Word War II, just like the other wars, produced so many plans and operations. Some were successful, others failed, and some did not commence because they sounded insanely impossible, unrealistic, too risky, or probably deemed unnecessary. There were also those that were carried out but did nothing except waste time and resources. Here are some of those lesser-known and never-realized plans during the Second World War.

Operation Bernhard, the Nazi’s Mission to Fake British Money

By 1939, SS Major Bernhard Kruger, the leader of an SS department that worked on falsifying passports and some other legal diplomatic documents, formulated a plan to sabotage the British Empire and the United State’s economies. With the help of SS officer Alfred Naujocks, they decided to produce fake currency, too, as part of the wartime intelligence campaign. Kruger organized a top-secret printing operation in one of the concentration camps, the Sachsenhausen. There, he forced Jewish prisoners with printing and engraving skills to work on his plan.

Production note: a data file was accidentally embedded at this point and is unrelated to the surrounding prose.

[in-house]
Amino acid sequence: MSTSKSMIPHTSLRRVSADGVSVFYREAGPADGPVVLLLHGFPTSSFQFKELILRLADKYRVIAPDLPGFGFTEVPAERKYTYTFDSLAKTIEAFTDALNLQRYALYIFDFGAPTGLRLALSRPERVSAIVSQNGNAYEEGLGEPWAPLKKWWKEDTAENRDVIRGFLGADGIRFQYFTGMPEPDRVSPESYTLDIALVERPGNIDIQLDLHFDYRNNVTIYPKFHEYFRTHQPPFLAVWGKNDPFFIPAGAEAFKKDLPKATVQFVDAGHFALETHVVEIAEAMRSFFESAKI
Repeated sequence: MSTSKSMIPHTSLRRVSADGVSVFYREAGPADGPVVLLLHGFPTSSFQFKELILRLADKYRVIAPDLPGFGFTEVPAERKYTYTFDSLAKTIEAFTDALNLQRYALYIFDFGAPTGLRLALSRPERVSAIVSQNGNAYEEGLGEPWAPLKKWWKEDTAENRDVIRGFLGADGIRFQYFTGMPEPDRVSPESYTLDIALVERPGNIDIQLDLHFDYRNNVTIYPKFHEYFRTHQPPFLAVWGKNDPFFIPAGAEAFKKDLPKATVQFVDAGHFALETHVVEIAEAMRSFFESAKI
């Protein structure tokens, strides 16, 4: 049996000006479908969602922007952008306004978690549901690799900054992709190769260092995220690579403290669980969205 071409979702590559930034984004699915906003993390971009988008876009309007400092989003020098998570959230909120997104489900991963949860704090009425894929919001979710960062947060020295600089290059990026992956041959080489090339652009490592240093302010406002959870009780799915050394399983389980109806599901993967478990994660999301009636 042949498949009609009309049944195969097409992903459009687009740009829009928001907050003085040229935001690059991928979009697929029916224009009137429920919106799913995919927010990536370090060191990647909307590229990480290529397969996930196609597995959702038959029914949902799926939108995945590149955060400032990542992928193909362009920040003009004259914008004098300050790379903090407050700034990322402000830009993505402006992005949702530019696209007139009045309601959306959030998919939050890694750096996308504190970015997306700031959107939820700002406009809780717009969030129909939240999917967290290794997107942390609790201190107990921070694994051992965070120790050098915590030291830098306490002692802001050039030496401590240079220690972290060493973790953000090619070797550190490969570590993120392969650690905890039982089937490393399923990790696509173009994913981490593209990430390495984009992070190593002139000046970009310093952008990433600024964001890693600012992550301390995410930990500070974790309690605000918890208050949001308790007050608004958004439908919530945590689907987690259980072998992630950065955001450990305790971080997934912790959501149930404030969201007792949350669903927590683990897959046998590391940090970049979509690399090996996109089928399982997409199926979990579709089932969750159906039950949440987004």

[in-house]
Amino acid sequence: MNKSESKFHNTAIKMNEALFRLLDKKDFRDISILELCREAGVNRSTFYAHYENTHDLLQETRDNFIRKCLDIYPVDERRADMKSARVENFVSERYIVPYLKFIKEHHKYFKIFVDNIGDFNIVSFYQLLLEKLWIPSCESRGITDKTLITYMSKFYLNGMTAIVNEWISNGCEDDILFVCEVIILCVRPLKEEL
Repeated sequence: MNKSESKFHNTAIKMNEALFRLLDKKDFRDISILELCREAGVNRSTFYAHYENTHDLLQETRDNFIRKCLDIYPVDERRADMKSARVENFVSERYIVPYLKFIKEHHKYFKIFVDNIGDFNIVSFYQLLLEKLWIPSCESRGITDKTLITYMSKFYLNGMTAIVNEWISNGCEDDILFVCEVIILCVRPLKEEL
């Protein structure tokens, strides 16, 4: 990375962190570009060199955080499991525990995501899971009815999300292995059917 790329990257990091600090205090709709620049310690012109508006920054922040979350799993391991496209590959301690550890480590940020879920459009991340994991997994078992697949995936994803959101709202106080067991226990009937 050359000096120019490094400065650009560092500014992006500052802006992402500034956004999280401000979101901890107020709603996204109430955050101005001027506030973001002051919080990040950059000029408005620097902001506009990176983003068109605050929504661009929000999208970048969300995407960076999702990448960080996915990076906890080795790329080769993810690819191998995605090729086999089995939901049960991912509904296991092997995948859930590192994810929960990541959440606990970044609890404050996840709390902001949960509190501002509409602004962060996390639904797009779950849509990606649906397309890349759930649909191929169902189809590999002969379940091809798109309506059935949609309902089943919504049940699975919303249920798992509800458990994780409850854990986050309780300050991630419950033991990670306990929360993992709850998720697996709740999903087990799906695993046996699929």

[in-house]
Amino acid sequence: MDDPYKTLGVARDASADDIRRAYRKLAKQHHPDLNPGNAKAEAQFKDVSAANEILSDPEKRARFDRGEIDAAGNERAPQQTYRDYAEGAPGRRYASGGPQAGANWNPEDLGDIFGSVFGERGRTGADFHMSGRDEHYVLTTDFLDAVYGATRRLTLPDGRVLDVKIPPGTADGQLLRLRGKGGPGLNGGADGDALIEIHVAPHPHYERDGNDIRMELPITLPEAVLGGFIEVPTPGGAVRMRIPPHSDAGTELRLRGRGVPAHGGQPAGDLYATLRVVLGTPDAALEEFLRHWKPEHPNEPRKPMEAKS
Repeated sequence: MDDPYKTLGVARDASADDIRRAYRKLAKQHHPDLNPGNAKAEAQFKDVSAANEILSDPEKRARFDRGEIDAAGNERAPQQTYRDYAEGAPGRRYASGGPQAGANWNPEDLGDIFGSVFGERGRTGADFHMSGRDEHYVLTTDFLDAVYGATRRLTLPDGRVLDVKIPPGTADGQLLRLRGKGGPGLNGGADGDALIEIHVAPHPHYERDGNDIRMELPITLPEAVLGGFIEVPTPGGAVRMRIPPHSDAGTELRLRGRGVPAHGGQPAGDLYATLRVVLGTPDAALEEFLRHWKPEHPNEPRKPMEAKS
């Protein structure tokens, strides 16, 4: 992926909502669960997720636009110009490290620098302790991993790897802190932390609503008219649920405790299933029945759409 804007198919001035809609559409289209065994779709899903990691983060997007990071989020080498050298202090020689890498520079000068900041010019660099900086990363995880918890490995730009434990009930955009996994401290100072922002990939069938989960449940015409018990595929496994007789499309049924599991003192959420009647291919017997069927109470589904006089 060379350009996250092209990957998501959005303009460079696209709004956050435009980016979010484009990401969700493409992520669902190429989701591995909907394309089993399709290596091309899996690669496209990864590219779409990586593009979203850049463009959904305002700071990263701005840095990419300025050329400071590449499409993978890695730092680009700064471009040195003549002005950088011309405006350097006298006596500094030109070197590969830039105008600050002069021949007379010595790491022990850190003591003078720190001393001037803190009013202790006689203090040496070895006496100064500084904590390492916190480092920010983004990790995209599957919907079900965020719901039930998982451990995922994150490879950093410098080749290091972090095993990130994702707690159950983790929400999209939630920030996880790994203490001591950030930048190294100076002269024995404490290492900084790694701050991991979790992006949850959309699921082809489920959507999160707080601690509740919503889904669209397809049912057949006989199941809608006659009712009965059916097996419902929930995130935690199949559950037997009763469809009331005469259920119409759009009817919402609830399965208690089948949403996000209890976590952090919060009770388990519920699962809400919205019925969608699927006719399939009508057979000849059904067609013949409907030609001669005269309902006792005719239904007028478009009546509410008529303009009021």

SS Major Bernhard Kruger in Postwar British Captivity. (British Military, Public domain, via Wikimedia Commons)

Operation Bernhard forged more than a million pounds in fake banknotes. They were able to use this money to pay spies all over the world, as well as other transactions that involved foreign governments like Italy. However, they were not really able to influence the British or the American economy. When the war was coming to an end, all of the remaining fake currency was thrown into Lake Toplits in Austria, where it was soon discovered in 1959.

Operation Tannenbaum, Nazis’ Plan to Invade Switzerland

It’s fairly easy to say the Fuhrer did not adore Switzerland at all. In 1941, he told Mussolini,